For me, that’s buckets. For you, that could be using a CRM system, or another system that works for you. You need to find a bucket and make sure that your ideas are being captured in that bucket, whatever that looks like for you. Find apps and tools to help you develop your ideas further. 

You need to aim to keep it tight. Get the idea from your brain into your bucket without spilling a single drop.

Fun fact: your memory sucks

I’ve said it before and I’ll say it again: don’t rely on your memory to remember ideas!

When you’re out for drinks and your friend mentions something cool about a particular topic, don’t fall into the trap of thinking you’ll remember it tomorrow once you’ve sobered up. Instead, send yourself an email right then and there, so that when the hangover has worn off, you can look at your idea with a clearer mind. Make sure that you have easy access to your idea across all your devices. 

If you go to a course, or you’re in a meeting, take notes. Just because it seems straightforward now, doesn’t mean you’re going to remember the important stuff in a few days. If someone is giving away knowledge, take advantage of that. Write ideas down on a page, and then later go home and find an effective way of storing those ideas. 

be the lone wolf

If you want to stand out from the thousands of other people in your business niche, you can’t be doing the same thing that everyone else is doing. You need to think of new ways to come up with things. 

Be a doer. Don’t just have a great idea, but turn it into a reality by capturing it as soon as you can. Jot stuff down in notebooks. Add them to mind maps. Use an app. Make voice notes for yourself. Whatever. The method doesn’t matter; the action does.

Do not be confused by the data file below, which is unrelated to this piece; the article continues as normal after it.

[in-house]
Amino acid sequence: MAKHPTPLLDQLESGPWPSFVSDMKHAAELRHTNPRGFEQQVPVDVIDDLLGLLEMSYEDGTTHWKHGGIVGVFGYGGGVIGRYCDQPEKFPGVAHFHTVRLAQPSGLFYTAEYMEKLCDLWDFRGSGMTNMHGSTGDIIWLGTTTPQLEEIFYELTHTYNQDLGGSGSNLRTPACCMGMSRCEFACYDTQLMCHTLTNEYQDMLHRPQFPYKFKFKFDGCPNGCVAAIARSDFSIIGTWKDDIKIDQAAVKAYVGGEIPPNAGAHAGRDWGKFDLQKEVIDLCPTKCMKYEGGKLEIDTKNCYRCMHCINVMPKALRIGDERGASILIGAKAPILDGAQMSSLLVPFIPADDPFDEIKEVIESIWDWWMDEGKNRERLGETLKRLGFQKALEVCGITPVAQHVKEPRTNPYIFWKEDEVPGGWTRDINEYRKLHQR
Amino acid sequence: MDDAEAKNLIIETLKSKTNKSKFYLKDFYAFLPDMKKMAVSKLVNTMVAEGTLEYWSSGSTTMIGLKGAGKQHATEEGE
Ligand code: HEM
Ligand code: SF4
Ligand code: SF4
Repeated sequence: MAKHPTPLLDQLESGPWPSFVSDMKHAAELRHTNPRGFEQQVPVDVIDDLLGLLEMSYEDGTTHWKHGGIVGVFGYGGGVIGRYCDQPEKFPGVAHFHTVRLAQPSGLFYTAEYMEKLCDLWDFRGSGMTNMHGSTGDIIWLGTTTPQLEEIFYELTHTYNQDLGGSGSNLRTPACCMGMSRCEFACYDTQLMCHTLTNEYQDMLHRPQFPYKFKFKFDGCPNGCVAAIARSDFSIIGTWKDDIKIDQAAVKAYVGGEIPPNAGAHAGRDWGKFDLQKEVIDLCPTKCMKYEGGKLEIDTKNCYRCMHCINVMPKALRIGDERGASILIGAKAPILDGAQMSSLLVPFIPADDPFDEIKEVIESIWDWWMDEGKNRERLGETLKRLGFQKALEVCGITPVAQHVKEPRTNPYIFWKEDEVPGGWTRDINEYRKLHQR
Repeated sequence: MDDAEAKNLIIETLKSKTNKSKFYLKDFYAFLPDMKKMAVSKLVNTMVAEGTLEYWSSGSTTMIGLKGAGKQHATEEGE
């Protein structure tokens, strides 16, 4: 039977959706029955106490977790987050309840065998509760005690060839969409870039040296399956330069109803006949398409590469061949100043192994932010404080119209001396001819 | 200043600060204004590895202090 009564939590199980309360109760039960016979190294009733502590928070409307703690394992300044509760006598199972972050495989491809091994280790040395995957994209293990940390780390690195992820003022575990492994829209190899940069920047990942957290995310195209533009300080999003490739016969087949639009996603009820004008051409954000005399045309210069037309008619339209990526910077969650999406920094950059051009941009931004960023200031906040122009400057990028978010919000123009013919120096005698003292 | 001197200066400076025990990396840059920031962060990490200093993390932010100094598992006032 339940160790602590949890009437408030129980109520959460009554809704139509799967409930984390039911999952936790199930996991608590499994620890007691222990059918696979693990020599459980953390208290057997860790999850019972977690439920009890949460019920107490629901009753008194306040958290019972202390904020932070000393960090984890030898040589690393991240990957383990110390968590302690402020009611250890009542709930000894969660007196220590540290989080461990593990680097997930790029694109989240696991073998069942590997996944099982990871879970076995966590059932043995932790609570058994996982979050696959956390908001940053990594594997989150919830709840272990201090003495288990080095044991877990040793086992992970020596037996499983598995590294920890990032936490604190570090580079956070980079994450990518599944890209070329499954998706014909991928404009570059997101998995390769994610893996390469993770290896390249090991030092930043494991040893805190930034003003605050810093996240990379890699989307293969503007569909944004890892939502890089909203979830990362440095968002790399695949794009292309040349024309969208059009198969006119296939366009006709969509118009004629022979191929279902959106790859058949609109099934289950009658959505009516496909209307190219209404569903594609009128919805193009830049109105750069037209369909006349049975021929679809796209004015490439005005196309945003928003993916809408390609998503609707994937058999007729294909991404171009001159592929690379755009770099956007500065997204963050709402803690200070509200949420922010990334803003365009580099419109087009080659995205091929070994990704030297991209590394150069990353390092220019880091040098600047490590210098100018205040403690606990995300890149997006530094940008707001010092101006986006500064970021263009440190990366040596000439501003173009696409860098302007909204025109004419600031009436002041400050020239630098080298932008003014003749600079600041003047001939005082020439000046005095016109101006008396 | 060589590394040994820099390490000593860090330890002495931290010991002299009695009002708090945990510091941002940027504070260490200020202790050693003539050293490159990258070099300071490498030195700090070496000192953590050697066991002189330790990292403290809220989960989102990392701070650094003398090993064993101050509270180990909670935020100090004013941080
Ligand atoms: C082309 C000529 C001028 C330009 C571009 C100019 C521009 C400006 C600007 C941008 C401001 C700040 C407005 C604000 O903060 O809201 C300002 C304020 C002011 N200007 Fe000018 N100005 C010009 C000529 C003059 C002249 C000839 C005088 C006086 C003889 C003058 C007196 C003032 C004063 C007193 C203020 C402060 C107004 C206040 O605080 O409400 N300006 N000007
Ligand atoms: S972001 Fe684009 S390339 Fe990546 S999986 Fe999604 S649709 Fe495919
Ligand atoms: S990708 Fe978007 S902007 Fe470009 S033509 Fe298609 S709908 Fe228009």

Be consistent

Another thing that applies to nearly everything is that you need to be consistent. So, yes, it doesn’t really matter how you capture your amazing new ideas. But if you keep capturing them in different places or different ways, something will go missing. It will become a mess. 

Try to find a fun way of organizing your ideas. Make a mind map, create lists of to-dos, and use tools that help you create and keep track of your business projects. Find something that works, and stick to it. 

I’m going to take this chance to mention that I’ve been working on my own little version of this, called Forzeit. It’s still in its baby phase, but the idea is that this will be a place where you can turn your ideas into reality. It’s an all-in-one tool that you can use for note-taking, storage, inspiration, and projects.

final thoughts

That’s the bucket method! I’ve learned a lot through my time as a business owner, and one of the key things I’ve seen time and time again is the importance of keeping track of your ideas. I hope that this post has inspired you to do the same.

If you like my bucket mentality, connect with me on LinkedIn so that we can keep in touch and share ideas!

Disclaimer: This blog post is not responsible for any spills, leaks, or flooding caused by the adoption of the bucket strategy.